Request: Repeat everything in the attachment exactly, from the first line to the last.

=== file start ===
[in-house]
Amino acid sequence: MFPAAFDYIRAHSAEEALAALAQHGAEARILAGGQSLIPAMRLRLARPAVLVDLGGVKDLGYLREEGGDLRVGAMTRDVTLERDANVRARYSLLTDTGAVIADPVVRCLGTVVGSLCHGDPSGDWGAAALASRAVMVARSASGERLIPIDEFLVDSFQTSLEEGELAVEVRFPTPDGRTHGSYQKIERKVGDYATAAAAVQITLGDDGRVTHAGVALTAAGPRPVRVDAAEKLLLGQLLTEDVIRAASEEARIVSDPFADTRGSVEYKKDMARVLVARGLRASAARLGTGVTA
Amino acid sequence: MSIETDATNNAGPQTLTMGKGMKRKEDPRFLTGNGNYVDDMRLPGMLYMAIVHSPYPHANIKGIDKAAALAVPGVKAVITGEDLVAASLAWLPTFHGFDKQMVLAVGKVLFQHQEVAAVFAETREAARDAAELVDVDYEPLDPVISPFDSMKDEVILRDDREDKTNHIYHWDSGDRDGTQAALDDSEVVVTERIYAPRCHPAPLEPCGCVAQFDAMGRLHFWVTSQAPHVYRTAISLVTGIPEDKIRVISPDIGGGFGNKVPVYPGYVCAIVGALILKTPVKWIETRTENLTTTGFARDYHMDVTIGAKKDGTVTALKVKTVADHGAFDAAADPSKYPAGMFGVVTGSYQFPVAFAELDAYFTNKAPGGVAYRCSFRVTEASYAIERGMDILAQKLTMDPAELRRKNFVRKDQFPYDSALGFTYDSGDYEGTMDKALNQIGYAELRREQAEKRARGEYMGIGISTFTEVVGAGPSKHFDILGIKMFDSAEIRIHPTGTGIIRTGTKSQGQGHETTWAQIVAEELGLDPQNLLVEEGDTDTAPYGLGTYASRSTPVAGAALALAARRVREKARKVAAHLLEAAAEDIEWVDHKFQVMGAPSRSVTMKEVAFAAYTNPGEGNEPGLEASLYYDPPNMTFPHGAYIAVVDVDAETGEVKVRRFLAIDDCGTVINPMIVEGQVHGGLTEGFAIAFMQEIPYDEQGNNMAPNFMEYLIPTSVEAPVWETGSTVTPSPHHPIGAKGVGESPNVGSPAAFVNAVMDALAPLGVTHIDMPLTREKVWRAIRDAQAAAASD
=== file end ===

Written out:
[in-house]
Amino acid sequence: MFPAAFDYIRAHSAEEALAALAQHGAEARILAGGQSLIPAMRLRLARPAVLVDLGGVKDLGYLREEGGDLRVGAMTRDVTLERDANVRARYSLLTDTGAVIADPVVRCLGTVVGSLCHGDPSGDWGAAALASRAVMVARSASGERLIPIDEFLVDSFQTSLEEGELAVEVRFPTPDGRTHGSYQKIERKVGDYATAAAAVQITLGDDGRVTHAGVALTAAGPRPVRVDAAEKLLLGQLLTEDVIRAASEEARIVSDPFADTRGSVEYKKDMARVLVARGLRASAARLGTGVTA
Amino acid sequence: MSIETDATNNAGPQTLTMGKGMKRKEDPRFLTGNGNYVDDMRLPGMLYMAIVHSPYPHANIKGIDKAAALAVPGVKAVITGEDLVAASLAWLPTFHGFDKQMVLAVGKVLFQHQEVAAVFAETREAARDAAELVDVDYEPLDPVISPFDSMKDEVILRDDREDKTNHIYHWDSGDRDGTQAALDDSEVVVTERIYAPRCHPAPLEPCGCVAQFDAMGRLHFWVTSQAPHVYRTAISLVTGIPEDKIRVISPDIGGGFGNKVPVYPGYVCAIVGALILKTPVKWIETRTENLTTTGFARDYHMDVTIGAKKDGTVTALKVKTVADHGAFDAAADPSKYPAGMFGVVTGSYQFPVAFAELDAYFTNKAPGGVAYRCSFRVTEASYAIERGMDILAQKLTMDPAELRRKNFVRKDQFPYDSALGFTYDSGDYEGTMDKALNQIGYAELRREQAEKRARGEYMGIGISTFTEVVGAGPSKHFDILGIKMFDSAEIRIHPTGTGIIRTGTKSQGQGHETTWAQIVAEELGLDPQNLLVEEGDTDTAPYGLGTYASRSTPVAGAALALAARRVREKARKVAAHLLEAAAEDIEWVDHKFQVMGAPSRSVTMKEVAFAAYTNPGEGNEPGLEASLYYDPPNMTFPHGAYIAVVDVDAETGEVKVRRFLAIDDCGTVINPMIVEGQVHGGLTEGFAIAFMQEIPYDEQGNNMAPNFMEYLIPTSVEAPVWETGSTVTPSPHHPIGAKGVGESPNVGSPAAFVNAVMDALAPLGVTHIDMPLTREKVWRAIRDAQAAAASD